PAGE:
Tue, Jan 21 at 7:30 p.m. | 90 minutes
This two part series with Kim Nguyen asks how might we use scientific research, as well as indigenous ways of knowing and healing, to unlearn false and harmful narratives about human differences?
Much of what we know in today's American Culture, and how we have come to know it has been shaped by European colonization and western imperialism. How do we dismantle harmful systems of oppression rooted in the exploitation of the “other”? This Olio two-part series traces historical events that created the foundation for an exploitative, unjust world. Injustice is not only perpetuated by systems operating as they were designed to but also deeply embedded within us.
How might we use scientific research, as well as indigenous ways of knowing and healing, to unlearn false and harmful narratives about human differences? This Olio will challenge us to explore within ourselves and reflect on some ways that we all participate in perpetuating systems of oppression and how we might work to dismantle them instead.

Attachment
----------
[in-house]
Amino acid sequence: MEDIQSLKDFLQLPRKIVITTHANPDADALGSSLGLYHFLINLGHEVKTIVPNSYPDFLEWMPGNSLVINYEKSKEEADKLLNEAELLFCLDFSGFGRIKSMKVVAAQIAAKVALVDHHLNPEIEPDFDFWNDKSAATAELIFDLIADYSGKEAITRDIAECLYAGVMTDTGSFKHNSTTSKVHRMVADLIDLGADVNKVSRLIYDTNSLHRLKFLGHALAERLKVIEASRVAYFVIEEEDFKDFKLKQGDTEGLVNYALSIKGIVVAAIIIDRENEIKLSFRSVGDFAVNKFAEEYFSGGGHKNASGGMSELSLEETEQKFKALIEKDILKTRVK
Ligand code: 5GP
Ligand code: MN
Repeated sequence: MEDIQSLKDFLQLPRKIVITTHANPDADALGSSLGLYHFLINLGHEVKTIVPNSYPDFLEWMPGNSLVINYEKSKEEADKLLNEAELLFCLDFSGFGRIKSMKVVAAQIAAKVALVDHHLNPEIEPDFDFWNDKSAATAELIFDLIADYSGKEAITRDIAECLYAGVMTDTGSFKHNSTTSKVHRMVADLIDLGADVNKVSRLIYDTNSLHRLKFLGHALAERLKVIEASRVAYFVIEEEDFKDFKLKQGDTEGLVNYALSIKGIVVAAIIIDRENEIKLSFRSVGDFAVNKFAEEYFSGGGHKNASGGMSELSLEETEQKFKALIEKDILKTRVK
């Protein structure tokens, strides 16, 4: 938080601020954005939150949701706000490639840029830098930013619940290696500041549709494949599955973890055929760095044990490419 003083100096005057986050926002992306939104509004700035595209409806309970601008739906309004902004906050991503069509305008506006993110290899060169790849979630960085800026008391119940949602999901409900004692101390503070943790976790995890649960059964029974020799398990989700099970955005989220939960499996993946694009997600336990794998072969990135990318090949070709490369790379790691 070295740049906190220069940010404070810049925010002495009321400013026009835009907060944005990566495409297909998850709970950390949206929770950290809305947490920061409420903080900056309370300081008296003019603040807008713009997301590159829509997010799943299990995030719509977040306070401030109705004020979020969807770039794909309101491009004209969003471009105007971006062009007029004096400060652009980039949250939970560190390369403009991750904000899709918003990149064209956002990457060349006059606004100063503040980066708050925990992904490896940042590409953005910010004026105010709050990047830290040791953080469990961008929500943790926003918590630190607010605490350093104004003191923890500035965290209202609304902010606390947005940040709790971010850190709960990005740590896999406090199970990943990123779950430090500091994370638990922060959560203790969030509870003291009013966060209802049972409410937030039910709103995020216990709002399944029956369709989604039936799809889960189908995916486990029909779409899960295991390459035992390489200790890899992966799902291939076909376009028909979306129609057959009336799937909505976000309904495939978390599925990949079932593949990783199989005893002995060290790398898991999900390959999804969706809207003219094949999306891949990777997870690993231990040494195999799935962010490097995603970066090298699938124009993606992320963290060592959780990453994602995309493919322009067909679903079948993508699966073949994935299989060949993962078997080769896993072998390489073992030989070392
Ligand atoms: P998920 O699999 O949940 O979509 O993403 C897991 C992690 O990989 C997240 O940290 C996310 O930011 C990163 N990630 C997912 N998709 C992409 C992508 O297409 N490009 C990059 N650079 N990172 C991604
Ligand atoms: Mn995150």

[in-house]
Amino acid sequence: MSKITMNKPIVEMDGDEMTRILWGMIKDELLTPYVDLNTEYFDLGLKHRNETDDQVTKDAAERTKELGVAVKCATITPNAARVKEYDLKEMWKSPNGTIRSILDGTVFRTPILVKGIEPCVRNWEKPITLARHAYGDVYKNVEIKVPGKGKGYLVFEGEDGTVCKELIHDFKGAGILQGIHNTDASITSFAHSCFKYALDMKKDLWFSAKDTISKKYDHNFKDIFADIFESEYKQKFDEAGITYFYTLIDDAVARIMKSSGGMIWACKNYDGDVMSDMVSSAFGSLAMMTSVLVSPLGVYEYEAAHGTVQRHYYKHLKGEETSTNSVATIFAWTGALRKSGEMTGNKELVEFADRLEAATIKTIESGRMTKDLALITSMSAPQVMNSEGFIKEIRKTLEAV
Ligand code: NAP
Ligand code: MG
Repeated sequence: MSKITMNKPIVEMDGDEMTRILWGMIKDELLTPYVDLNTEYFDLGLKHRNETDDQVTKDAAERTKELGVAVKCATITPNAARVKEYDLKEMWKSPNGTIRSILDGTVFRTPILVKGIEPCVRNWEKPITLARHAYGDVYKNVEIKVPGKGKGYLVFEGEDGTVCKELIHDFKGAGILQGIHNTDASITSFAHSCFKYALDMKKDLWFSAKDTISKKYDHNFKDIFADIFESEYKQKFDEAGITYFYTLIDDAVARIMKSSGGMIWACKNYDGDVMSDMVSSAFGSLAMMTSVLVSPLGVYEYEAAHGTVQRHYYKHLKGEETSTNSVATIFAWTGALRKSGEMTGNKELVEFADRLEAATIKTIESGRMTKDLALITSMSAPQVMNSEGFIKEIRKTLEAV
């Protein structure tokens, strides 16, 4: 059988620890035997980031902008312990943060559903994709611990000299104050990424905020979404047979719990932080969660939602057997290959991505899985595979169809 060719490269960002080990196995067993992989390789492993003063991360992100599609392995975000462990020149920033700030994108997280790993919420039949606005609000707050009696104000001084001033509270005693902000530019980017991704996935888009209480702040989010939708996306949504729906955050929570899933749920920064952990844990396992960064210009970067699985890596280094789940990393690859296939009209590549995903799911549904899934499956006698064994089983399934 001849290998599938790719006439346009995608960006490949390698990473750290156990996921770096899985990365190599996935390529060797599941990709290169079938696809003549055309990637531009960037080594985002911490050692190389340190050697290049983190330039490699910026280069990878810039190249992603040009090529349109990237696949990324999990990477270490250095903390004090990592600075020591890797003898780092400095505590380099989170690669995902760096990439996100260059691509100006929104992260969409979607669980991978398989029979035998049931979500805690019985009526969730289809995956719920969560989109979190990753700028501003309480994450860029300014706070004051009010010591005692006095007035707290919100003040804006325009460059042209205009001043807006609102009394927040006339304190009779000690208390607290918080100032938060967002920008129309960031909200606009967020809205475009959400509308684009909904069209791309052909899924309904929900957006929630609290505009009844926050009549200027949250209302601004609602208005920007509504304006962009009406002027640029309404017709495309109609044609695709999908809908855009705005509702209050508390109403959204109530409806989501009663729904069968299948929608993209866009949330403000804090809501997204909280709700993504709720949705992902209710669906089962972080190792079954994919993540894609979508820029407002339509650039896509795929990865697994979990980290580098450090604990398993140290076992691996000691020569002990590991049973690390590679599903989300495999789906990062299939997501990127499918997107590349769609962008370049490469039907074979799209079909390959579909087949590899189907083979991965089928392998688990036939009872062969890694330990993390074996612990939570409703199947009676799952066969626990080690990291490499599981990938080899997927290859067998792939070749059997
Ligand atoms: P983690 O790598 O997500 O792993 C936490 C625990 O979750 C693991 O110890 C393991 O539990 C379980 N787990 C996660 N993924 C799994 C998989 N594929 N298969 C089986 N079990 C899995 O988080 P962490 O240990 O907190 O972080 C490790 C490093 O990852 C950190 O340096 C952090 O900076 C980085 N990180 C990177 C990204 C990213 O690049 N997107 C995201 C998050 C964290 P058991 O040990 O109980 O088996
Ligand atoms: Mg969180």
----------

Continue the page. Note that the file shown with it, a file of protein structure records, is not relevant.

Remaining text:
This series will meet on Tuesdays, January 21st and 28th at Work Heights, 650 Franklin Avenue, Brooklyn NY.
Kim Nguyen is a doctoral student at City University of New York in the Critical Social and Personality Psychology program and a research associate at sexgenlab.org. She teaches at Pratt Institute and Hunter College. Kim is interested in the different ways in which social injustice and power dynamics dehumanize and disrupt our ability to connect with one another (and ourselves).